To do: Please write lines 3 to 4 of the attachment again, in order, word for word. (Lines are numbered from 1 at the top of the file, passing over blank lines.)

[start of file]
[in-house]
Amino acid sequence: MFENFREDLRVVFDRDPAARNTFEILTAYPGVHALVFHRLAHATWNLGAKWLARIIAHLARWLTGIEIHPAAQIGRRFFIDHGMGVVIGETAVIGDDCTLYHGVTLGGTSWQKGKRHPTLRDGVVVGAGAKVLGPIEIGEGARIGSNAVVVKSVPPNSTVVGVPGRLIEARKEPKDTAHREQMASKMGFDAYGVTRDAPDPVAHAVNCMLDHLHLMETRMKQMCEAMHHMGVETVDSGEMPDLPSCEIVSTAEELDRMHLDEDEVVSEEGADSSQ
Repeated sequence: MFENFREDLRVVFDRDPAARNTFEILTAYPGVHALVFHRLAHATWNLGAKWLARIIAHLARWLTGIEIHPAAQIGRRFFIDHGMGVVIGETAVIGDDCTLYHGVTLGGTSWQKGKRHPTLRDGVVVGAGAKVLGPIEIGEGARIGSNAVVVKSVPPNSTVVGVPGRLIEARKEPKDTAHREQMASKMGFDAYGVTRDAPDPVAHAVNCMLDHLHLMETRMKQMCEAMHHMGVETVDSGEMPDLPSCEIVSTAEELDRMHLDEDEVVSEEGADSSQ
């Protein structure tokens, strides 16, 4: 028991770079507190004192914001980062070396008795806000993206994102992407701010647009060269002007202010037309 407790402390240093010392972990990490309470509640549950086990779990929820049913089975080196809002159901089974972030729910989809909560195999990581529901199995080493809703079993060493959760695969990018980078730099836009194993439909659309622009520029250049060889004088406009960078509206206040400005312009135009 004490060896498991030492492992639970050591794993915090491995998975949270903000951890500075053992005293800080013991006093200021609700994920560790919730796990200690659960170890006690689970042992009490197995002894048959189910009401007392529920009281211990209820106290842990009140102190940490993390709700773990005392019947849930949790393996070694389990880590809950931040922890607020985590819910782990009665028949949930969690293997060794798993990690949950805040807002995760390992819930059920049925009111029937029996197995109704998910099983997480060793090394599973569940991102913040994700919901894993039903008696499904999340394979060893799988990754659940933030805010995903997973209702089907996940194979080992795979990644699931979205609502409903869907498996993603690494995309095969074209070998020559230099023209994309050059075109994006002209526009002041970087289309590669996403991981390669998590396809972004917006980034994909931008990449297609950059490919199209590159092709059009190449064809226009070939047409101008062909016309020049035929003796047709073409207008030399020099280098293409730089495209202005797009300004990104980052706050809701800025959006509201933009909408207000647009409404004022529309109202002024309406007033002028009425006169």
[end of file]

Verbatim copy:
Repeated sequence: MFENFREDLRVVFDRDPAARNTFEILTAYPGVHALVFHRLAHATWNLGAKWLARIIAHLARWLTGIEIHPAAQIGRRFFIDHGMGVVIGETAVIGDDCTLYHGVTLGGTSWQKGKRHPTLRDGVVVGAGAKVLGPIEIGEGARIGSNAVVVKSVPPNSTVVGVPGRLIEARKEPKDTAHREQMASKMGFDAYGVTRDAPDPVAHAVNCMLDHLHLMETRMKQMCEAMHHMGVETVDSGEMPDLPSCEIVSTAEELDRMHLDEDEVVSEEGADSSQ
């Protein structure tokens, strides 16, 4: 028991770079507190004192914001980062070396008795806000993206994102992407701010647009060269002007202010037309 407790402390240093010392972990990490309470509640549950086990779990929820049913089975080196809002159901089974972030729910989809909560195999990581529901199995080493809703079993060493959760695969990018980078730099836009194993439909659309622009520029250049060889004088406009960078509206206040400005312009135009 004490060896498991030492492992639970050591794993915090491995998975949270903000951890500075053992005293800080013991006093200021609700994920560790919730796990200690659960170890006690689970042992009490197995002894048959189910009401007392529920009281211990209820106290842990009140102190940490993390709700773990005392019947849930949790393996070694389990880590809950931040922890607020985590819910782990009665028949949930969690293997060794798993990690949950805040807002995760390992819930059920049925009111029937029996197995109704998910099983997480060793090394599973569940991102913040994700919901894993039903008696499904999340394979060893799988990754659940933030805010995903997973209702089907996940194979080992795979990644699931979205609502409903869907498996993603690494995309095969074209070998020559230099023209994309050059075109994006002209526009002041970087289309590669996403991981390669998590396809972004917006980034994909931008990449297609950059490919199209590159092709059009190449064809226009070939047409101008062909016309020049035929003796047709073409207008030399020099280098293409730089495209202005797009300004990104980052706050809701800025959006509201933009909408207000647009409404004022529309109202002024309406007033002028009425006169």